HORRIBLE BOSSES is the latest dude comedy that Hollywood hath delivered unto us. It’s a genre now. The success of Judd Apatow’s KNOCKED UP and 40 YEAR OLD VIRGIN has spawned a legion of variations that include THE HANGOVER, HALL PASS, THE CHANGE UP and this movie.
The Apatow films were slacker comedies that focussed on groups of smart, but emotionally immature guys who amused or attacked each other with dialogue that in previous decades would have been considered extremely offensive. In other words, those films observed how young men of a certain type talked and thought and did it accurately enough to become a comedy standard.
The men in HORRIBLE BOSSES are more middle class and more together than the Apatow boys. They’re also more predictable and vanilla. Which is not to say this movie doesn’t work, in fact, it moves like clockwork–it runs smoothly on rails. A lot of this has to do with strong casting. And the rest is the solid script written by television veteran Michael Markowitz and John Francis Daley. Daley is better known from his acting roles in TV’s BONES and FREAKS AND GEEKS. He has a cameo in this.
Most of the roles are filled with professionals who have considerable comedic chops. Jason Sudeikis (30 ROCK, HALL PASS), Jason Bateman (ARRESTED DEVELOPMENT, JUNO) and Charlie Day (IT’S ALWAYS SUNNY IN PHILADELPHIA) play three friends who have bosses who are making their lives miserable.
Kevin Spacey plays Bateman’s domineering boss in a turn reminiscent of his role in SWIMMING WITH SHARKS (1994). Jennifer Aniston’s role is the predator dentist who sexually harasses Day. Colin Farrell’s is the obnoxious coked up rich kid who inherits his father’s business and will run it into the ground. He takes a particular dislike to Sudeikis’s character.
For reasons that do not bear even one moment of scrutiny, the put-upon trio decide the best way to deal with their employers is to murder them. They hatch an involved plan with the assistance of a murder consultant well-played by Jamie Foxx. What follows is a series of ludicrous co-incidences and comedy set pieces that keep the action humming and the laughs moving right along.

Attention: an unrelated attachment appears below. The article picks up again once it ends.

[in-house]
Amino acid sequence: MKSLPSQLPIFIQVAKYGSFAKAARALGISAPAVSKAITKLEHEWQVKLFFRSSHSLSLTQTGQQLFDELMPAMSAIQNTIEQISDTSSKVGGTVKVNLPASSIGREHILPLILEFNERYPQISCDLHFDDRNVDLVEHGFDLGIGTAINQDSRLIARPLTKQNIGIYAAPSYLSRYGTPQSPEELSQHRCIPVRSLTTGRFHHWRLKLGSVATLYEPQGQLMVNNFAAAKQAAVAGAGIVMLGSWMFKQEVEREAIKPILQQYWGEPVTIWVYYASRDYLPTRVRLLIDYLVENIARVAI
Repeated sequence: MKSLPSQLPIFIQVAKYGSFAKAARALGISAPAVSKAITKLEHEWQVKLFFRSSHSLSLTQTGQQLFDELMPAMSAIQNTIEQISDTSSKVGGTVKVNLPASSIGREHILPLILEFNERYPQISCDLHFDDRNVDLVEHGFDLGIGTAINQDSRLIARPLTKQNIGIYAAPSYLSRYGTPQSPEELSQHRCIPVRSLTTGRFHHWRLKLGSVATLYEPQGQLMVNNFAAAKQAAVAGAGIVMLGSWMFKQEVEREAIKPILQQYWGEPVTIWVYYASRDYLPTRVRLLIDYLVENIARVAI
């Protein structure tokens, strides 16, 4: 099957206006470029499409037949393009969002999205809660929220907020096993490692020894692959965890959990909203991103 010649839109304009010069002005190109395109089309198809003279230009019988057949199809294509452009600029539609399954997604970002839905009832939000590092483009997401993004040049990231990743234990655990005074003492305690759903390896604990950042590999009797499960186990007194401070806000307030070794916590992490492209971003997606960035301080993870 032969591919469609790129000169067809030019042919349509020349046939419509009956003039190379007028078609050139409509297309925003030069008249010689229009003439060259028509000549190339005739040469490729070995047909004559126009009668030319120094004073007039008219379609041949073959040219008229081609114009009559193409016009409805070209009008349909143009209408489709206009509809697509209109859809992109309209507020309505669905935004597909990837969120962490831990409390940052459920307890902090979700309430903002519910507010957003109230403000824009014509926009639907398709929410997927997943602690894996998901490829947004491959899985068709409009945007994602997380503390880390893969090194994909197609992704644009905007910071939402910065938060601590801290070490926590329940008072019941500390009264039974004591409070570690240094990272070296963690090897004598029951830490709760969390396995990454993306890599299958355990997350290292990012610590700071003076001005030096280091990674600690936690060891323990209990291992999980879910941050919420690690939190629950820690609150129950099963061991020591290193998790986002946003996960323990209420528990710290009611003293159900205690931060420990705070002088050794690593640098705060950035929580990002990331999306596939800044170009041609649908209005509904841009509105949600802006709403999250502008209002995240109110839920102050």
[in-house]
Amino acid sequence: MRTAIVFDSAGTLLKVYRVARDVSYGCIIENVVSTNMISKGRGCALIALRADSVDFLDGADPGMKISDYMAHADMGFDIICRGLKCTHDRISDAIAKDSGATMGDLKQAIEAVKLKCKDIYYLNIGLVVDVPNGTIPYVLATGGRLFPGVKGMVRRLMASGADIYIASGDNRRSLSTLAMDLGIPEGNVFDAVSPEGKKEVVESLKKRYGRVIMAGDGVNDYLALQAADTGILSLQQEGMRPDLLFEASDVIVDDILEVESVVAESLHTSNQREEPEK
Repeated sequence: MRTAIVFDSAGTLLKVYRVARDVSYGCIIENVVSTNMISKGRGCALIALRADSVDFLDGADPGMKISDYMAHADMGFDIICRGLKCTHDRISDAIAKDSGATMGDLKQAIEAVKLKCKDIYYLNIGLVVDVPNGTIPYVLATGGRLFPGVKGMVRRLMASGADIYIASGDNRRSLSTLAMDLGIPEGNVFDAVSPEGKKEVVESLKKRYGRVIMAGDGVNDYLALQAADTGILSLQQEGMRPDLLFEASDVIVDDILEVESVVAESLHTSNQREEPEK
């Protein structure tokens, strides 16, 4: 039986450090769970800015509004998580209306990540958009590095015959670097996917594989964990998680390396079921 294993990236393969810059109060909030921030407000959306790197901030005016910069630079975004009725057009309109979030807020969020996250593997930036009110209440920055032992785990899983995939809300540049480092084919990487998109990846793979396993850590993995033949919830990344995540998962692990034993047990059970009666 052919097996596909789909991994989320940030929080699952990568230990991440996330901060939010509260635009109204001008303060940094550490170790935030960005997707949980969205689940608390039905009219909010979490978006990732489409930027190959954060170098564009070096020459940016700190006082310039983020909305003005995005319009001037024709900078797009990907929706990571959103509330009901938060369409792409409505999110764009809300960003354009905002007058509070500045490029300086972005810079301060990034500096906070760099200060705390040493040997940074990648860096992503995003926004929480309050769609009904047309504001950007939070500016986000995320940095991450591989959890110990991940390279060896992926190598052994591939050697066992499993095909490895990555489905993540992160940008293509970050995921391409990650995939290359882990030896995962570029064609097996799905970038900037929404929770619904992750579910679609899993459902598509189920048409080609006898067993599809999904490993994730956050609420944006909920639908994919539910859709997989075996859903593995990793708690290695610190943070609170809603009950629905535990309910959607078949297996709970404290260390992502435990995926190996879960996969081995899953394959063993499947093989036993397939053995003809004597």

A lot of the laughs come from the by-play between the three male leads. They have a good comedic rapport and despite Bateman and Sudeikis having quite similar qualities as characters, it all balances out nicely with the manic loser shtick of Day. I really have only two quibbles, which are the sort of nit-picking things that reviewers like myself dislike and audiences tend not to give a damn about.
A lot of the Aniston stuff was somewhat ‘off’ in tone. She throws herself right into the role, no doubt happy for an opportunity to smash the image of good girl Rachel Green from FRIENDS. I just found the character pretty tasteless and not all that hilarious. Also I would like to see Jason Bateman not do another one of these for a while. His upcoming role in THE CHANGE UP is very similar. Bateman is an actor of considerable gifts. His performance in JUNO is testament to this. As he showed in ARRESTED DEVELOPMENT he can play the relatable good guy character while at the same time letting you see glimpses of the not-so-nice guy that he could be. It would be good to see him in something more challenging.
But I’m not a producer. Wearing my reviewer’s hat, I think HORRIBLE BOSSES is a bulletproof, crowd-pleasing comedy for audiences who like slick performances and fast-moving entertainment. It runs at 98 minutes and I rated it a 3.5/5.